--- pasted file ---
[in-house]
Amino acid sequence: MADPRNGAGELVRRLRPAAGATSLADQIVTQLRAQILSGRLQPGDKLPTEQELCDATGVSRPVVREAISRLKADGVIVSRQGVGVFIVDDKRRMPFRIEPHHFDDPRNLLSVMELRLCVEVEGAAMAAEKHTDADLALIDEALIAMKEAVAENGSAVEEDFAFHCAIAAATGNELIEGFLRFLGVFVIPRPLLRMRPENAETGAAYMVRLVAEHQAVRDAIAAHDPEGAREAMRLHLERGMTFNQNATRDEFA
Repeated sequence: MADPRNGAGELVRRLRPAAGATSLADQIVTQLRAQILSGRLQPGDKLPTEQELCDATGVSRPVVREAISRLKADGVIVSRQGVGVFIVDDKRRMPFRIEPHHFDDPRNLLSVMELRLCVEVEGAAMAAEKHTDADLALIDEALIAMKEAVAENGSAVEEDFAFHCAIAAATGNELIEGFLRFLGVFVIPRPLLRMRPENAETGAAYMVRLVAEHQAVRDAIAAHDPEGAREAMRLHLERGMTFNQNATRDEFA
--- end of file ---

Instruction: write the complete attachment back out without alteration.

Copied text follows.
[in-house]
Amino acid sequence: MADPRNGAGELVRRLRPAAGATSLADQIVTQLRAQILSGRLQPGDKLPTEQELCDATGVSRPVVREAISRLKADGVIVSRQGVGVFIVDDKRRMPFRIEPHHFDDPRNLLSVMELRLCVEVEGAAMAAEKHTDADLALIDEALIAMKEAVAENGSAVEEDFAFHCAIAAATGNELIEGFLRFLGVFVIPRPLLRMRPENAETGAAYMVRLVAEHQAVRDAIAAHDPEGAREAMRLHLERGMTFNQNATRDEFA
Repeated sequence: MADPRNGAGELVRRLRPAAGATSLADQIVTQLRAQILSGRLQPGDKLPTEQELCDATGVSRPVVREAISRLKADGVIVSRQGVGVFIVDDKRRMPFRIEPHHFDDPRNLLSVMELRLCVEVEGAAMAAEKHTDADLALIDEALIAMKEAVAENGSAVEEDFAFHCAIAAATGNELIEGFLRFLGVFVIPRPLLRMRPENAETGAAYMVRLVAEHQAVRDAIAAHDPEGAREAMRLHLERGMTFNQNATRDEFA